Payroll attrition, encouraging employees to retire while suspending hiring, may be a good option for New York as they work to address long-term costs of government. But you can't address the size of the payroll and the cost of government if you don't know how many people are on the payroll. The New York state government has become so large and complex that nobody in Albany can agree on a total number of state employees. The problem stems from the two public payrolls that the state manages. One is under the control of the governor and the other includes workers from the many independent public authorities and agencies. This has created a monster that is now wreaking havoc on New York's treasury.
But the problems don't end there. Many of these authorities are funded by special revenue funds rather than the state's general fund. These agencies say they will not participate in the Part A retirement incentive offered by the state, which allows every worker to collect an additional month's benefits for each year they have worked, with a maximum of 36 months. This creates a good news/bad news scenario in that those agencies, while failing to encourage people to retire which provides immediate fiscal relief, also will not contribute to the indebted publicly funded pension program thus helping the long term economic stability of the state.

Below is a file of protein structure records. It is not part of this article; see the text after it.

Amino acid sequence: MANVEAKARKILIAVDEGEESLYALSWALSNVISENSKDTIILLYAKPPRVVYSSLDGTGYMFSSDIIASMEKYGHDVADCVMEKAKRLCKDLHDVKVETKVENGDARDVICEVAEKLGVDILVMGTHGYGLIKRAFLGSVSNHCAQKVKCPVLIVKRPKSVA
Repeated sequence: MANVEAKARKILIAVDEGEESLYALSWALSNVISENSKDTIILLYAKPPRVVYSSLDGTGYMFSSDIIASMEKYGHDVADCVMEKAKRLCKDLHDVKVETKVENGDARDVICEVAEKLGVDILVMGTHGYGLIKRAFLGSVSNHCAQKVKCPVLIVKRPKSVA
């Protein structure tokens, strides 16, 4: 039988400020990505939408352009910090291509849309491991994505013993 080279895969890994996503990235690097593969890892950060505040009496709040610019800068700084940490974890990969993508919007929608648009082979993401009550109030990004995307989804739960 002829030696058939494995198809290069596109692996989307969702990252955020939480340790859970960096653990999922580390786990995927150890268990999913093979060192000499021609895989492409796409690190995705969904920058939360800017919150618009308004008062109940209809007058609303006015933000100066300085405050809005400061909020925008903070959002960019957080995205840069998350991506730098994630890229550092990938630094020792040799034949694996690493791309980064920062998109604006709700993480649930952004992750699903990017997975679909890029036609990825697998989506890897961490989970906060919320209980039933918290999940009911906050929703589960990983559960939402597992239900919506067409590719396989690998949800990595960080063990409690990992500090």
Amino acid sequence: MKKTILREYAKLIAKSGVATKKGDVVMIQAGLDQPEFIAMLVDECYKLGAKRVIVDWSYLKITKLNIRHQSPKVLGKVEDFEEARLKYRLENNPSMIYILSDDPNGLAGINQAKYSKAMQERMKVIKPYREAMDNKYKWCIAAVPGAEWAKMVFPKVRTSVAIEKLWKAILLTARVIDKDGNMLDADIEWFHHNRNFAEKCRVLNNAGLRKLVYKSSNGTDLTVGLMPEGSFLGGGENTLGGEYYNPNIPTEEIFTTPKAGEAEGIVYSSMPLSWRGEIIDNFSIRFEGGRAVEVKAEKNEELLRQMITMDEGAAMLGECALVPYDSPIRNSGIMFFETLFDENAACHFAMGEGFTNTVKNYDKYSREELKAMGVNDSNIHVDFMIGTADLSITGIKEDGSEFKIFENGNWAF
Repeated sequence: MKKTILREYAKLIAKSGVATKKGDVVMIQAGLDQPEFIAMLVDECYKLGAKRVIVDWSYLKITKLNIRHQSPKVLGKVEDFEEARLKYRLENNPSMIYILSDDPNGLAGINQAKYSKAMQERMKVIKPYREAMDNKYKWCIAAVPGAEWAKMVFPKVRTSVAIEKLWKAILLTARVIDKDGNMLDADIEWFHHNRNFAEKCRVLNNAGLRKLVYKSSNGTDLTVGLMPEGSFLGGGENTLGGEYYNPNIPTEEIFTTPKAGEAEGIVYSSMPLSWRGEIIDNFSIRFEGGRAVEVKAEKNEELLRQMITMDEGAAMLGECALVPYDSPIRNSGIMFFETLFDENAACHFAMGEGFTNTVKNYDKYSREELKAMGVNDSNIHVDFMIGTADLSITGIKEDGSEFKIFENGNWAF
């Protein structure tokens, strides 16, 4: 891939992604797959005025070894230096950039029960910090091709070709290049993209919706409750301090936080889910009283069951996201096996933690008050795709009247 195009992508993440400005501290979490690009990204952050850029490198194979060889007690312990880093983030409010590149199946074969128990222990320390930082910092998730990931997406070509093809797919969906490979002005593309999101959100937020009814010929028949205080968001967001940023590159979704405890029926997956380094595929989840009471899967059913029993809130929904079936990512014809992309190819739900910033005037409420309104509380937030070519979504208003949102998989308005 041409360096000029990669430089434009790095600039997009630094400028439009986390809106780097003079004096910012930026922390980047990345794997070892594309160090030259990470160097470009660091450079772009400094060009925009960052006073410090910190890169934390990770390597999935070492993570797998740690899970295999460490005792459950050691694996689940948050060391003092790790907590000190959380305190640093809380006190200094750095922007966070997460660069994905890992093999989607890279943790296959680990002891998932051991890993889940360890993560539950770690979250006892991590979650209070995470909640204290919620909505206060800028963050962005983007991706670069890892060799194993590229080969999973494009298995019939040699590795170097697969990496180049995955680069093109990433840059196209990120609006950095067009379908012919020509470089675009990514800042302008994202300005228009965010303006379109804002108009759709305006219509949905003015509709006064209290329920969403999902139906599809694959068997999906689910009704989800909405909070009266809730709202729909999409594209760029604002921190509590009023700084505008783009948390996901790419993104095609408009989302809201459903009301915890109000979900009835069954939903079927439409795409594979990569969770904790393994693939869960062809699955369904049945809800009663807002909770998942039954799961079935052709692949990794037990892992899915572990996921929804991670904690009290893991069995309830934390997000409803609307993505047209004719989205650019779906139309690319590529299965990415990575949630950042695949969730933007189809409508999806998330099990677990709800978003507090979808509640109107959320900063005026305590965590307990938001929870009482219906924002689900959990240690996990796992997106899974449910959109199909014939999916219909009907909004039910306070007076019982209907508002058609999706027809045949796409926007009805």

This is a perfect example of how huge bureaucracies impede efforts to significantly cut costs in state budgets. When a state has grown so large and the budget so opaque, it is a sign that drastic reform is needed. Governor Patterson can solve the problem if he takes the hard stance of streamlining the government's structure through big cuts to the state's budget and promoting efforts to improve transparency.